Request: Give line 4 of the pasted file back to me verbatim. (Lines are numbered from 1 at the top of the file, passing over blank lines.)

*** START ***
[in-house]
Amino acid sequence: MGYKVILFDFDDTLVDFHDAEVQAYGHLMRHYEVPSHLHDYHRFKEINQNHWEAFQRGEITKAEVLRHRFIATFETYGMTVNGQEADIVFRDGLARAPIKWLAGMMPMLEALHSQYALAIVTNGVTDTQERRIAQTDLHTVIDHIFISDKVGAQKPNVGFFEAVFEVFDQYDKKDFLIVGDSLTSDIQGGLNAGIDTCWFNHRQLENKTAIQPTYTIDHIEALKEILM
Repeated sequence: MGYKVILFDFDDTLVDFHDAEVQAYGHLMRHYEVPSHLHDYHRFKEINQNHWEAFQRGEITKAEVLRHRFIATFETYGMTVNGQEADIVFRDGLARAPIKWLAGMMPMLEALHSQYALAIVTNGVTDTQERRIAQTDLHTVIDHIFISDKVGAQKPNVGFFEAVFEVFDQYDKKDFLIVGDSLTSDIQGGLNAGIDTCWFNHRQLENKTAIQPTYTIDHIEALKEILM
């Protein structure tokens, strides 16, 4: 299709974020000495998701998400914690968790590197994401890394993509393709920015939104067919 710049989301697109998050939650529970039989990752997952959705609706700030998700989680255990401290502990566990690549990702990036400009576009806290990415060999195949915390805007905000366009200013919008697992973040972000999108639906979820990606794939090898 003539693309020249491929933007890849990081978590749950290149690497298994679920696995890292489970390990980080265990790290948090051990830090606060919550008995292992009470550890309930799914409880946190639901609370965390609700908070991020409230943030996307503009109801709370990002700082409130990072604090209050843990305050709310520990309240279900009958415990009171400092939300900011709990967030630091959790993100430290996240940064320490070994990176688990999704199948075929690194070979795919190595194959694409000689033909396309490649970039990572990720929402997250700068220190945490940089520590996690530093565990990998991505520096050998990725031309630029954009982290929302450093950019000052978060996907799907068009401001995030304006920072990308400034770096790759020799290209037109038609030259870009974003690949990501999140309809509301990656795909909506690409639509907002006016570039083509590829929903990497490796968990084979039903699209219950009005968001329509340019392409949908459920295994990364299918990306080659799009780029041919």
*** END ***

């Protein structure tokens, strides 16, 4: 299709974020000495998701998400914690968790590197994401890394993509393709920015939104067919 710049989301697109998050939650529970039989990752997952959705609706700030998700989680255990401290502990566990690549990702990036400009576009806290990415060999195949915390805007905000366009200013919008697992973040972000999108639906979820990606794939090898 003539693309020249491929933007890849990081978590749950290149690497298994679920696995890292489970390990980080265990790290948090051990830090606060919550008995292992009470550890309930799914409880946190639901609370965390609700908070991020409230943030996307503009109801709370990002700082409130990072604090209050843990305050709310520990309240279900009958415990009171400092939300900011709990967030630091959790993100430290996240940064320490070994990176688990999704199948075929690194070979795919190595194959694409000689033909396309490649970039990572990720929402997250700068220190945490940089520590996690530093565990990998991505520096050998990725031309630029954009982290929302450093950019000052978060996907799907068009401001995030304006920072990308400034770096790759020799290209037109038609030259870009974003690949990501999140309809509301990656795909909506690409639509907002006016570039083509590829929903990497490796968990084979039903699209219950009005968001329509340019392409949908459920295994990364299918990306080659799009780029041919």